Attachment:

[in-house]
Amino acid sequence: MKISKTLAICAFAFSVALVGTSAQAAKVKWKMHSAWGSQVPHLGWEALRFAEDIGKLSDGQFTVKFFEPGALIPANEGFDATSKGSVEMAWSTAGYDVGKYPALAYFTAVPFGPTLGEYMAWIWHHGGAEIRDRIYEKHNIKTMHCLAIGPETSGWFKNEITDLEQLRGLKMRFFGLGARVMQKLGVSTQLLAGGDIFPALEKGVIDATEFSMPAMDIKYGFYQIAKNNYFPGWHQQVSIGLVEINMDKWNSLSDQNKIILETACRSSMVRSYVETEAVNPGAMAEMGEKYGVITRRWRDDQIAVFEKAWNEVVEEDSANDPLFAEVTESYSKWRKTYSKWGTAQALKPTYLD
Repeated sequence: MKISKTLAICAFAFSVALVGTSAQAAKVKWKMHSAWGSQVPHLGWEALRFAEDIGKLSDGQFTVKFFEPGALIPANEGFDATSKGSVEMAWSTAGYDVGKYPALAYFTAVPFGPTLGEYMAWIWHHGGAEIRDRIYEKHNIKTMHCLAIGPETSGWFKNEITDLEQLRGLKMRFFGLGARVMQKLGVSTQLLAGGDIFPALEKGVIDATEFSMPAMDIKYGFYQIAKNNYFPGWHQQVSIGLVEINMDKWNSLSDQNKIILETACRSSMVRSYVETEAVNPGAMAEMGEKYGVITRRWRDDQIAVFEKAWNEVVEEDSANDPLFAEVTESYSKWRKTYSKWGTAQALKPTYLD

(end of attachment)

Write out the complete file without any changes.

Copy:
[in-house]
Amino acid sequence: MKISKTLAICAFAFSVALVGTSAQAAKVKWKMHSAWGSQVPHLGWEALRFAEDIGKLSDGQFTVKFFEPGALIPANEGFDATSKGSVEMAWSTAGYDVGKYPALAYFTAVPFGPTLGEYMAWIWHHGGAEIRDRIYEKHNIKTMHCLAIGPETSGWFKNEITDLEQLRGLKMRFFGLGARVMQKLGVSTQLLAGGDIFPALEKGVIDATEFSMPAMDIKYGFYQIAKNNYFPGWHQQVSIGLVEINMDKWNSLSDQNKIILETACRSSMVRSYVETEAVNPGAMAEMGEKYGVITRRWRDDQIAVFEKAWNEVVEEDSANDPLFAEVTESYSKWRKTYSKWGTAQALKPTYLD
Repeated sequence: MKISKTLAICAFAFSVALVGTSAQAAKVKWKMHSAWGSQVPHLGWEALRFAEDIGKLSDGQFTVKFFEPGALIPANEGFDATSKGSVEMAWSTAGYDVGKYPALAYFTAVPFGPTLGEYMAWIWHHGGAEIRDRIYEKHNIKTMHCLAIGPETSGWFKNEITDLEQLRGLKMRFFGLGARVMQKLGVSTQLLAGGDIFPALEKGVIDATEFSMPAMDIKYGFYQIAKNNYFPGWHQQVSIGLVEINMDKWNSLSDQNKIILETACRSSMVRSYVETEAVNPGAMAEMGEKYGVITRRWRDDQIAVFEKAWNEVVEEDSANDPLFAEVTESYSKWRKTYSKWGTAQALKPTYLD